# Mass and Weight: Differences and Calculations

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• 0:03 Weight Is a Force
• 1:11 Mass Is the Amount of Matter
• 2:21 Calculating Mass and Weight
• 4:06 Lesson Summary

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Lesson Transcript
Instructor: Sarah Friedl

Sarah has two Master's, one in Zoology and one in GIS, a Bachelor's in Biology, and has taught college level Physical Science and Biology.

We often talk about mass and weight as if they are the same. While they are proportional to each other, they are not, in fact, the same. In this video lesson, you will learn to distinguish between the two, as well as convert one to the other.

## Weight Is a Force

Though you may not like what it says, when you stand on a scale, the reading you see is your weight. Weight is the force on an object due to gravity, so this is how much the Earth is pulling you toward it. The more you weigh, the greater the force, so the scale reads a higher number. Want to lose weight? Try thinking of it as lessening your force on the earth due to gravity!

Another option is to go to a higher elevation on Earth. While you probably wouldn't notice the difference, the force due to gravity decreases slightly as you go higher in elevation. Basically, the earth is pulling you down with slightly less force than at sea level, so your weight is reduced!

This is also why objects in space are 'weightless' - weight is relative to the amount of gravity. In space, where gravity is minimal, weight becomes almost insignificant. You might weigh 150 pounds on Earth where there is a lot of gravitational force pulling you down, but travel to the moon and your weight will drop significantly - to about 25 pounds! This is because gravity on the moon is about 1/6 of the gravity on Earth, so the force pulling you down is less.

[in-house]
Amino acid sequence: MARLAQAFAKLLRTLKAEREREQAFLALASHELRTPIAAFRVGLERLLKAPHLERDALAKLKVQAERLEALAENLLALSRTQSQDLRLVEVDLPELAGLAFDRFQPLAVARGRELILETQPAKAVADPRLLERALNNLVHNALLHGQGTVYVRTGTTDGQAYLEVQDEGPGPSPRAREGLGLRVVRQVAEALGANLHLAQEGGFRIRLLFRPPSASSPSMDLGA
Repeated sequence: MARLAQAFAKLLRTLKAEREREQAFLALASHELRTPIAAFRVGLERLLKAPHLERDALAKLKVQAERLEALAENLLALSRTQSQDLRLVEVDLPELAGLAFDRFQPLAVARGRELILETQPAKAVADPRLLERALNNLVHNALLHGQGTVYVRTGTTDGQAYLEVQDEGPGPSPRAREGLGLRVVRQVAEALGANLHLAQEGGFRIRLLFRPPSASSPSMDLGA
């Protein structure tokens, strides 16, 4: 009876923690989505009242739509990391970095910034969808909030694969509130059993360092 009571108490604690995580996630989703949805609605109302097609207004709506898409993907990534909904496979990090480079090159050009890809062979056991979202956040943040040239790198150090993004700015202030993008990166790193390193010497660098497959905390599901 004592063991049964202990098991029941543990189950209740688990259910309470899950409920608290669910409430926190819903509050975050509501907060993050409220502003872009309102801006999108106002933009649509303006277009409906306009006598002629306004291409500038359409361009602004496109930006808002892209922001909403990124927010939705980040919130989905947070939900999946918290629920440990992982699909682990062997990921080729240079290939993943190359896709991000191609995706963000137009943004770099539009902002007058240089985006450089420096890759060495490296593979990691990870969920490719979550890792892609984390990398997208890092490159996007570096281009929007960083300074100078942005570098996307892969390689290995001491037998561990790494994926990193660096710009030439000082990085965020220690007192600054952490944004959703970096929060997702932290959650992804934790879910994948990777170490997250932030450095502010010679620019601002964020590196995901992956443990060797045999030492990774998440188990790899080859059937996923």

## Mass Is the Amount of Matter

When you travel to the moon you weigh less, but do you actually become smaller? Is there less of your body than on Earth? Not at all! Your body has the same amount of 'stuff' on the moon as it does on Earth. This measurement is your mass, the amount of matter in an object.

On Earth, we often use mass and weight interchangeably because they're directly proportional to each other, but they aren't the same thing at all. An elephant has more mass than a mouse because the elephant has more matter than the mouse. It also weighs more than the mouse because the force due to gravity is greater.

What we mean when we say they are proportional is that even though the weight of an object might change with its location, that change is the same for every object. So the elephant weighs more than the mouse on both Earth and the moon by the same amount. Twice the mass means twice the weight, no matter where you are! So if you take that elephant into space and you try and push it, you'll find it's just as difficult as on Earth. This is because it still has the same amount of mass - the same amount of 'stuff' that you're trying to move no matter what it weighs.

## Calculating Mass and Weight

Luckily, if we know how much something weighs, we can easily calculate its mass. Likewise, we can also calculate the weight of something if we know how much mass it has. People usually refer to weight in pounds in everyday life, but in physics, the standard unit of this force is the Newton. The symbol we use for Newton is N. Mass also has a standard unit, the kilogram, or kg.

The conversion factor between these two is 1 kg to 9.8 N. An object that has a mass of 1 kg weighs about 9.8 N. So if you already know the mass of an object and you want to know its weight in Newtons, you simply multiply the number of kilograms by 9.8 N. Conversely, if you know an object's weight in Newtons, you can divide by 9.8 N, and you'll get that object's mass.

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